This place is one of the biggest tourist attractions in the area!!!
There are four main gardens: The Italian Garden; The Japanese Garden: The Sunken Garden, and The Rose Garden.
Paths wind through them offering spectacular views.
The Butchart Gardens are 55 acres of spectacular beauty in every season.
In spring you’ll find tulips, daffodils and hyacinths bursting forth from the ground.
The summer months feature the beautiful Rose Garden in full bloom.
Perennials start their stunning show in late summer, and the Japanese maples turn to russet, gold, and red in the fall.
Christmas is a magical time at the park including a new outdoor ice skating rink (that I haven't seen yet) but I absolutely love the way they are able to create a magical Winter Wonderland with the lighting, decorations, and the strolling Carollers dressed in period costume.
Be forewarned though! It can be VERY BUSY and crowded June and August.
It is also quite expensive for tickets (about $25 Cdn per person) during peak season and a lttle less other times.
To get your best value go on a Saturday in the early afternoon to see the gardens in daylight and stay until it gets dark to see them lit up...then enjoy a live concert with a fireworks display at the end!!!
*ALSO:* You can go for a return visit to the gardens the same or next day if you couldn't see it all the first day.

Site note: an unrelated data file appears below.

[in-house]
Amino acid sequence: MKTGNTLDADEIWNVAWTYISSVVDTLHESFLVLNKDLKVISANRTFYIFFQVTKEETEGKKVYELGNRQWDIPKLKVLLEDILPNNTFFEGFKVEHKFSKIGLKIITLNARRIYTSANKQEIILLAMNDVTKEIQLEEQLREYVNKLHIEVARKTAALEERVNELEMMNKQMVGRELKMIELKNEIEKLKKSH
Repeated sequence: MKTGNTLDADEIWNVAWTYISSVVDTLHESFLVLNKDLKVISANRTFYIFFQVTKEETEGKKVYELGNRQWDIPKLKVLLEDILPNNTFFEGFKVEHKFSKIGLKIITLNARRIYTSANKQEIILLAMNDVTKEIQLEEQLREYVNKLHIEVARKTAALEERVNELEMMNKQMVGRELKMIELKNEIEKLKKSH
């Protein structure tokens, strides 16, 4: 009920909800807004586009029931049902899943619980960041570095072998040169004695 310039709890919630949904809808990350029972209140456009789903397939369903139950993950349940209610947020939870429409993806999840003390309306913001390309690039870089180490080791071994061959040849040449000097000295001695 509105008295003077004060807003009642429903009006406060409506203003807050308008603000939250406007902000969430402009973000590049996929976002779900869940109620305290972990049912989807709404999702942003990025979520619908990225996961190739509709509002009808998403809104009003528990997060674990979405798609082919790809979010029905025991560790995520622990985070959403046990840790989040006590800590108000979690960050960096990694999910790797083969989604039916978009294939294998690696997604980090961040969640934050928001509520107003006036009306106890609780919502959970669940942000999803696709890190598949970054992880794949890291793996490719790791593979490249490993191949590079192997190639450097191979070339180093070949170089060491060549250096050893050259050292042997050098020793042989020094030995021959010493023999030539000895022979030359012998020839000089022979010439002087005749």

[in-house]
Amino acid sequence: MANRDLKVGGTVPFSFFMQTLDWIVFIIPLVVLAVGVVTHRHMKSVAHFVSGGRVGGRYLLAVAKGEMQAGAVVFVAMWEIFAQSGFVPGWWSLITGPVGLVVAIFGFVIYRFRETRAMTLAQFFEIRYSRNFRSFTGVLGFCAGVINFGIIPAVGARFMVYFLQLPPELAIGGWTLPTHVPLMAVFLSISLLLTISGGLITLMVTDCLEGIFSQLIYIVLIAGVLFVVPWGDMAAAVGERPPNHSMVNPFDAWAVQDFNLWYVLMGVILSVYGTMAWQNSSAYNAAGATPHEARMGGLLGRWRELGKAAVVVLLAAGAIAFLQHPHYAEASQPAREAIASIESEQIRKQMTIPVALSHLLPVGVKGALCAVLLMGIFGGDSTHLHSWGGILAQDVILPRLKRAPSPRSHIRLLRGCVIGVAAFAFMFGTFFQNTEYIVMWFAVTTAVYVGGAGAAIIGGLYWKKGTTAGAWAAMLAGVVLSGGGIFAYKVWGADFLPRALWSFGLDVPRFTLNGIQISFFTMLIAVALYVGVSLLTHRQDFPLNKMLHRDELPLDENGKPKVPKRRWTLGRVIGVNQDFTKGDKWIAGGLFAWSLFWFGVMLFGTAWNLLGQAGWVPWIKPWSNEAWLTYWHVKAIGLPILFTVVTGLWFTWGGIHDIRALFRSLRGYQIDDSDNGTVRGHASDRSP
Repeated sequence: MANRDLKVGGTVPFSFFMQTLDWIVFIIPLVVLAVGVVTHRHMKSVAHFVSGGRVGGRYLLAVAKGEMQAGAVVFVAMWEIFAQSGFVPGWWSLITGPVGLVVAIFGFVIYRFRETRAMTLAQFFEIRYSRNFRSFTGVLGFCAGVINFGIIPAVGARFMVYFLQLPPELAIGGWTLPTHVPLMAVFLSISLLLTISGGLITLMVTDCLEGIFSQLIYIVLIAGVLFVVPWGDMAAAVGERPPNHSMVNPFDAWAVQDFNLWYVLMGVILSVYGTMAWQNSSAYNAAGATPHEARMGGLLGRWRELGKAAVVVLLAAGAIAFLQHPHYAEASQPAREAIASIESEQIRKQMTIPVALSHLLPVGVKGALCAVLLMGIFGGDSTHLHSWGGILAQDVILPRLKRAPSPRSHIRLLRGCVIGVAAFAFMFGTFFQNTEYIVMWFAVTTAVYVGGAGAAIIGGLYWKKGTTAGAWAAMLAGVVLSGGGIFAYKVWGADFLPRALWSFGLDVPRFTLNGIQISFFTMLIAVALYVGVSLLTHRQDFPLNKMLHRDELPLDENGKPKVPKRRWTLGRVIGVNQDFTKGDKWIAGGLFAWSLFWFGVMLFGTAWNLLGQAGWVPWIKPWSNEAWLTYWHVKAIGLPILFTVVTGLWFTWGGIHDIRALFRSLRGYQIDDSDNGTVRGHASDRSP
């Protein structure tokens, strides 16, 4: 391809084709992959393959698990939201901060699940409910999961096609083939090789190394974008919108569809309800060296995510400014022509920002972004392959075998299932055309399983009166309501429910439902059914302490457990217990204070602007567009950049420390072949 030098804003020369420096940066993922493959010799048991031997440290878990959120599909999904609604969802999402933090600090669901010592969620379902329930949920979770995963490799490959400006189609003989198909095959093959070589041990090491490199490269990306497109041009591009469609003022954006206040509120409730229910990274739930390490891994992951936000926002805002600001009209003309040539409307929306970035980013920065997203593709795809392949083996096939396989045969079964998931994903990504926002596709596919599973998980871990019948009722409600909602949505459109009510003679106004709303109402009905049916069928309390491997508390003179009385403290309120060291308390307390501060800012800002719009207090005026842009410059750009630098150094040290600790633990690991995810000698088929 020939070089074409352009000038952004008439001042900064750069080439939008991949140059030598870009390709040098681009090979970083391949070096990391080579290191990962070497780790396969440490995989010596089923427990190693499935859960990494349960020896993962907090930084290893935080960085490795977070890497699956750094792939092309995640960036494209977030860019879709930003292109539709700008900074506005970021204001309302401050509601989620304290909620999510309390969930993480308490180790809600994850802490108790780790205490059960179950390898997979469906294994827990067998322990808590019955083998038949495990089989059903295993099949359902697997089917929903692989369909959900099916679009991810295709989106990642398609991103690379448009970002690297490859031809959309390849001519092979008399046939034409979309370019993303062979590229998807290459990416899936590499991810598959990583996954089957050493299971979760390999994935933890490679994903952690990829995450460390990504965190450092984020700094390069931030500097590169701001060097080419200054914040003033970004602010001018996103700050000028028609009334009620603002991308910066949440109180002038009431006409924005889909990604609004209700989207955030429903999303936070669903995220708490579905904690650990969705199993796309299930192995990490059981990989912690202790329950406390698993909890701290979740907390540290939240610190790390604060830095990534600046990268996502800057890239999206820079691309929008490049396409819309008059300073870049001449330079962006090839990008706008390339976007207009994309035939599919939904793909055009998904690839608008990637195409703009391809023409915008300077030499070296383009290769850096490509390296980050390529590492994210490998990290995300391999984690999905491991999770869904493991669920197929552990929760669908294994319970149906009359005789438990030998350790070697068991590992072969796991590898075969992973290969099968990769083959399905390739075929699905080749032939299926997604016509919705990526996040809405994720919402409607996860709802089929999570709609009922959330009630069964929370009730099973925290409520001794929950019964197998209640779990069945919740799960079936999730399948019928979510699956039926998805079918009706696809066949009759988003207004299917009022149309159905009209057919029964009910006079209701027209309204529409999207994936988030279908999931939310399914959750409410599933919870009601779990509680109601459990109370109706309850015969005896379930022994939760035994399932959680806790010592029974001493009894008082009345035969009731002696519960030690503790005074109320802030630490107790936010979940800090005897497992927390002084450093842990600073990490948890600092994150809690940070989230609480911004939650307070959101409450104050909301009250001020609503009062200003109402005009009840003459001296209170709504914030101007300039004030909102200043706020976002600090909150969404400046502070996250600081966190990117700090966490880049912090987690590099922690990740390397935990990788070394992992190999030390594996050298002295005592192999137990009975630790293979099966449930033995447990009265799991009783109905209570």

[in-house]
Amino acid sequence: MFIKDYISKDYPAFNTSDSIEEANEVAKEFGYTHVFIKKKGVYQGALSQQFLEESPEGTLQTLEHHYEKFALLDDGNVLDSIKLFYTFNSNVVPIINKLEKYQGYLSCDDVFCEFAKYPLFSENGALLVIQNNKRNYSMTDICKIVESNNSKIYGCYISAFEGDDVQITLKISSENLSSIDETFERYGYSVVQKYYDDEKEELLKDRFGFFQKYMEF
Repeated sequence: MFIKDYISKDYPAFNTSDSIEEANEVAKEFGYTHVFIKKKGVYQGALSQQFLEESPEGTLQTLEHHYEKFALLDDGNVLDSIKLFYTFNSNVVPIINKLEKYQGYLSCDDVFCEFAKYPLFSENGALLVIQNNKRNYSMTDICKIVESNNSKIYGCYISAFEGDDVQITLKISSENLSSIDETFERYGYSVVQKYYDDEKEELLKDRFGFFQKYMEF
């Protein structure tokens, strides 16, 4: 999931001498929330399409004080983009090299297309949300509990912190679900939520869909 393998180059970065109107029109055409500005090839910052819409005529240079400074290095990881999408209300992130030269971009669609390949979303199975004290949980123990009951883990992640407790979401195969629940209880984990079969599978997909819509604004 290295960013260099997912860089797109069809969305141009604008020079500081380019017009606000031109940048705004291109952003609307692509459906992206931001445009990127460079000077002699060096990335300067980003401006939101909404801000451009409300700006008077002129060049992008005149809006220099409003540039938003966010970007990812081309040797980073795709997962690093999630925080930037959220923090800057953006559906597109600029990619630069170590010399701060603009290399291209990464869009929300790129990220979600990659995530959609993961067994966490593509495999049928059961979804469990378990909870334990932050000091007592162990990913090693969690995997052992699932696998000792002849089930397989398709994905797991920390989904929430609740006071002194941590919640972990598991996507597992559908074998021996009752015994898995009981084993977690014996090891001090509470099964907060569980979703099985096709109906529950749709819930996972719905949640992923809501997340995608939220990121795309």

"RE-ADMISSION TO THE GARDENS:
SAME DAY — Please have your hand stamped at the Information Centre before departure and present your individual ticket upon return.
NEXT DAY — Please have your hand stamped at the Information Centre before departure. The Gardens staff will collect your original admission ticket and issue a new re-admission ticket. The fee for this service is $3 - Adults, $2 - Youth, and $0.50 - Child.
Only one re-admission is permitted and re-admission is not permitted on Fireworks Saturdays or on Special Event Days."
These amazing gardens are located 22 km north of Victoria. Sunken Garden was open for public in 1904. Later a Rose Garden, Italian Garden, and Japanese Garden were added. The gardens now display more than a million plants throughout the year.
I’d visited Butchart Gardens when I was very young but I couldn’t remember the trip. My parents would show me pictures and sure enough, there I was in the gardens. Gardens large enough to get lost in. Pathways that lead tantalizing off into the distance or around corners. Trees and flowers and plants and rocks and fountains. I couldn’t wait to visit it again. It turned out to be not quite the playground I had imagined, but it came close. And when the lights came on at night, it was even better.
This is a good place to take the family if you have young children. There are 55 acres of floral displays set among huge lawns and many pathways. We went in the Christmas season when they were displaying a "Twelve Days of Christmas" theme. For example, the photo to the right shows the "Eight maids a-milking" display. These exhibits were randomly set up around the gardens, and we had to try and spot them all. We went there just before dusk, walked around, it got dark, so we walked around again to see all the Christmas lights and beautiful views by coloured spot-lights.
If you are a gardener or love gardens, and you come within miles of Victoria, BC, you should make every possible effort to get to Butchart Gardens! I've viewed gardens in England, Germany, Italy, Japan and the US, and I must say I haven't seen anything to compare to Butchart Gardens.